It is also true that people migrate for more reasons than simple economics. They may be motivated by social issues such as widespread unemployment, urban decay, or low-quality health care of schools. Such trends may aggravate existing differences, for example the difference between urban and rural lifestyles (e.g., the city of Atlanta vs. other parts of Georgia), which are not accounted for in Elazar’s classification. Finally, unlike economic or demographic characteristics that lend themselves to more precise measurement, culture is a comprehensive concept that can be difficult to quantify. This can limit its explanatory power in political science research.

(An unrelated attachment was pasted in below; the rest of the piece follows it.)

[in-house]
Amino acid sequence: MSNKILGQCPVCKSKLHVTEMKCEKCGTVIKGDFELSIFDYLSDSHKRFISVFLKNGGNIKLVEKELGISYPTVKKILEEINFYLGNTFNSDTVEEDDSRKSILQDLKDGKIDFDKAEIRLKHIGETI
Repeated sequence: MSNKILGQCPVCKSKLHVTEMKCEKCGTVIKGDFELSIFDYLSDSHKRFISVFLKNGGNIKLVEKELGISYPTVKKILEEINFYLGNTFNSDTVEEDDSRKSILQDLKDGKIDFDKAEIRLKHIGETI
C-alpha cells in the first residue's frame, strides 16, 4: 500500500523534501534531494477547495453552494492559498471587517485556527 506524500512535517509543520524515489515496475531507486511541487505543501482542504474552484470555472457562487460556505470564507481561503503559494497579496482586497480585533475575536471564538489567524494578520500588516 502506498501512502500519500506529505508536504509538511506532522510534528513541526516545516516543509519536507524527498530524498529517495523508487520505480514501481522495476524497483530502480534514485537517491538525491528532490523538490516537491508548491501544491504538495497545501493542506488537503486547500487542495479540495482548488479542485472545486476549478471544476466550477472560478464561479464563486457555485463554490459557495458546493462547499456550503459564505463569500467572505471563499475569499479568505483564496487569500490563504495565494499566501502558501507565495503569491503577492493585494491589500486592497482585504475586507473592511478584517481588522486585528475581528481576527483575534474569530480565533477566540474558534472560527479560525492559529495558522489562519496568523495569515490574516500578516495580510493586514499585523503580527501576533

Daniel Elazar’s theory argues, based on the cultural values of early immigrants who settled in different regions of the country, the United States is made up of three component cultures: individualistic, moralistic, and traditionalistic. Each culture views aspects of government and politics differently, particularly the nature and purpose of political competition and the role of citizen participation. Critics of the theory say the arrival of recent immigrants from other parts of the globe, the divide between urban and rural lifestyles in a particular state, and new patterns of diffusion and settlement across states and regions mean the theory is no longer an entirely accurate description of reality.